# Factor analysis and Cronbach's alpha

My research work is based on a questionnaire which includes all types of questions, ordinal as well as nominal, but 80% of the questions are based on Likert scale 1-5. My question is whether Cronbach's alpha can be calculated for all types of questions even if they are not on scale format? Secondly whether Cronbach's alpha or reliability should be done before or after conducting factor analysis and what if it comes to be too low? Also, how do we select questions from the questionnaire for factor analysis, can it be random?

• whether Cronbach's alpha can be calculated for all types of questions even if they are not on scale format No. Classic alpha - only for scale (metrical) data. Or binary (then it is called Kuder-Richardson). Feb 1, 2017 at 7:27
• @ttnphns: want to turn that into an answer? Feb 1, 2017 at 9:42

As mentioned in the comments by @ttnphs, Cronbach's alpha $$\alpha$$ is not appropriate for ordinal$$^1$$ and nominal data, as it was designed for scale (or metrical data). Factor analysis, however, can easily accommodate ordinal and nominal data. When using factor analysis omega, $$\omega$$ is typically used as a measure of internal consistency. Unlike $$\alpha$$, $$\omega$$ is a model-based reliability estimate. Thus, it can only be calculated after the factor analysis has been run (and is returned by default in many software packages) regardless of your item type (just make sure the appropriate link function is used for each item).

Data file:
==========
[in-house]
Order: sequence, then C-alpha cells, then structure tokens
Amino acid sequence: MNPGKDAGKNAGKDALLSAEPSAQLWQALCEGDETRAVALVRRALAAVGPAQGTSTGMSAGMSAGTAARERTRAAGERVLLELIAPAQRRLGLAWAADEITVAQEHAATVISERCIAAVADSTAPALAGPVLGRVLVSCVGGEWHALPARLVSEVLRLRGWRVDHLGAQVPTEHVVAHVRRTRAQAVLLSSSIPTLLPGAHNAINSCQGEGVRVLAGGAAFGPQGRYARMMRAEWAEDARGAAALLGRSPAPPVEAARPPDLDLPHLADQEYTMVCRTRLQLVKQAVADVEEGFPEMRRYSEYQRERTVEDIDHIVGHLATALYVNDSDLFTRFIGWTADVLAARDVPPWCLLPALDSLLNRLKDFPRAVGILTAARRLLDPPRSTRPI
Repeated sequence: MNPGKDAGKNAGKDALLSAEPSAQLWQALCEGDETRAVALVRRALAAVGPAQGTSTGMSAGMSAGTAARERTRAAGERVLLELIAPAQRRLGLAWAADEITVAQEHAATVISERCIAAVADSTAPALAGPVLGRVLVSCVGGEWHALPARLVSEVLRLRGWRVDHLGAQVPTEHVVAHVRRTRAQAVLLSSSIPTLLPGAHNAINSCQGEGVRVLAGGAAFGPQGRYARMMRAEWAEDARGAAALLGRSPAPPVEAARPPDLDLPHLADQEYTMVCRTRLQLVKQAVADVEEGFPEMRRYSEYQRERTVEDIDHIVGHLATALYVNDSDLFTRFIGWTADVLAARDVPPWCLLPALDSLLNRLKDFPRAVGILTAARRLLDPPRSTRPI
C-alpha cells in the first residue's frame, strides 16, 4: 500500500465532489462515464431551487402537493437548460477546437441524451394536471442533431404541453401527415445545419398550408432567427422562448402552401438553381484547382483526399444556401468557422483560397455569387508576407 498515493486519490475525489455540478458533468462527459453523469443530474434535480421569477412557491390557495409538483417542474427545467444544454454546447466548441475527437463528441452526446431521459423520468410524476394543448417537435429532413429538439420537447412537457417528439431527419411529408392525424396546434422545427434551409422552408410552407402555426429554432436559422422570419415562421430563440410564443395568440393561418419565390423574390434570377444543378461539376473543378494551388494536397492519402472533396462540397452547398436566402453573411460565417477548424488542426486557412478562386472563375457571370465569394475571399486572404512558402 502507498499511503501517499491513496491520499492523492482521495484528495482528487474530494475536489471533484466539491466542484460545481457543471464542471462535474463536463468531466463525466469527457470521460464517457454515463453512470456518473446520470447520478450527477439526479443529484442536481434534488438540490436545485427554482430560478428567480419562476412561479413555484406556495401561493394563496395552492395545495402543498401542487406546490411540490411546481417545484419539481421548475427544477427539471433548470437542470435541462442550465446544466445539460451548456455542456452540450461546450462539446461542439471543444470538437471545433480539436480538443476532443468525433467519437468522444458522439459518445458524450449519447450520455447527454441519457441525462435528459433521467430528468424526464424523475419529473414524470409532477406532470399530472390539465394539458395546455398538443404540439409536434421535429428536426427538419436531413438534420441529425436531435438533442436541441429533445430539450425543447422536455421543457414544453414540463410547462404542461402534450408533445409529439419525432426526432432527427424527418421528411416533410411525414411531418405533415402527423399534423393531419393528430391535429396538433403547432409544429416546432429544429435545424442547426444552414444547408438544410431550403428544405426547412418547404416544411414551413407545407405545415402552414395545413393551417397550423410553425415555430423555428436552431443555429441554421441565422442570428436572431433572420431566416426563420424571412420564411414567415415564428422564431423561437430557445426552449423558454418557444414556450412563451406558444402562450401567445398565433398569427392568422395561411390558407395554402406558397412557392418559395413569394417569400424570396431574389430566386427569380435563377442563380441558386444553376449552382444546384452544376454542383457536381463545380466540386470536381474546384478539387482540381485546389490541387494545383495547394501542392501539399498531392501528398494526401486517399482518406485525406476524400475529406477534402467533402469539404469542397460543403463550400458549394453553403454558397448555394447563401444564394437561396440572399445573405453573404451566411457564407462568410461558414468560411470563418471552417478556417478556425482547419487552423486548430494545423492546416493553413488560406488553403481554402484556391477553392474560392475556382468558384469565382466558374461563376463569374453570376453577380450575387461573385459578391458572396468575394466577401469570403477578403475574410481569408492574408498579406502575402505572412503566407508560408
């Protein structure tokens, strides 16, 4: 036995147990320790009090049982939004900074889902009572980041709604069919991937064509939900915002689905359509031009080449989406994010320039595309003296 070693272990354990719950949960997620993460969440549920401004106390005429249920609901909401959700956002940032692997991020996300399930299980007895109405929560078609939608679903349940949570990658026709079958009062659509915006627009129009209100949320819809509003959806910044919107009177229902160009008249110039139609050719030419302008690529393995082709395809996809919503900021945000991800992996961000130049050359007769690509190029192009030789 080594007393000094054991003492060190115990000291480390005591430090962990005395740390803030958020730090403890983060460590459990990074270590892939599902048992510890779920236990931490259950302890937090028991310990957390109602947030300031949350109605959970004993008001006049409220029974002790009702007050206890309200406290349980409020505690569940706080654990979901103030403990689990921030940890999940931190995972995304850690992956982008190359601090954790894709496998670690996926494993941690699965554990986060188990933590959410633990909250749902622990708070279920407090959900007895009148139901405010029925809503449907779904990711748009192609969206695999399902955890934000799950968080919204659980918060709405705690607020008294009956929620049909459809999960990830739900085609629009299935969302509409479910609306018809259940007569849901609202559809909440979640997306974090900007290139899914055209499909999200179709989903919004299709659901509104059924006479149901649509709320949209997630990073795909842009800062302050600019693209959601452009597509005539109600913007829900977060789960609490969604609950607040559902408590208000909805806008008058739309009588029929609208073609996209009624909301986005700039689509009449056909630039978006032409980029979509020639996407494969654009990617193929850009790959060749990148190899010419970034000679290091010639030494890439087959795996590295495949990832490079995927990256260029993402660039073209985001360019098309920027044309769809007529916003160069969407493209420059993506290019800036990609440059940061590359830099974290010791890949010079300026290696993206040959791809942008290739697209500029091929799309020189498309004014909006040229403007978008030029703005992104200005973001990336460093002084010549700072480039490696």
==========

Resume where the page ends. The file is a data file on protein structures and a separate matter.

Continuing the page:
I am not sure what you mean by item selection; if you could elaborate on the context, I may be able to help.

For more information, see McNeish (2018) and Raykov & Marcoulides (2019) for a discussion about the use of $$\alpha$$ in scenarios where factor analysis is the appropriate measurement model.

$$^1$$ For ordinal data in particular, a different version of Cronbach's $$\alpha$$ is available called ordinal $$\alpha$$ (Zumbo, Gadermann, & Zeisser, 2007) which I cover in more detail here.

References

McNeish, D. (2018). Thanks coefficient alpha, we'll take it from here. Psychological methods, 23(3), 412.

Raykov, T., & Marcoulides, G. A. (2019). Thanks coefficient alpha, we still need you!. Educational and psychological measurement, 79(1), 200-210.

Zumbo, B. D., Gadermann, A. M., & Zeisser, C. (2007). Ordinal versions of coefficients alpha and theta for Likert rating scales. Journal of modern applied statistical methods, 6(1), 4

Before conducting factor analysis you need to perform the KMO test or Bartlett's test of sphericity to check whether your data is suitable for factor analysis.

You need to perform Cronbach's alpha test after the factor analysis.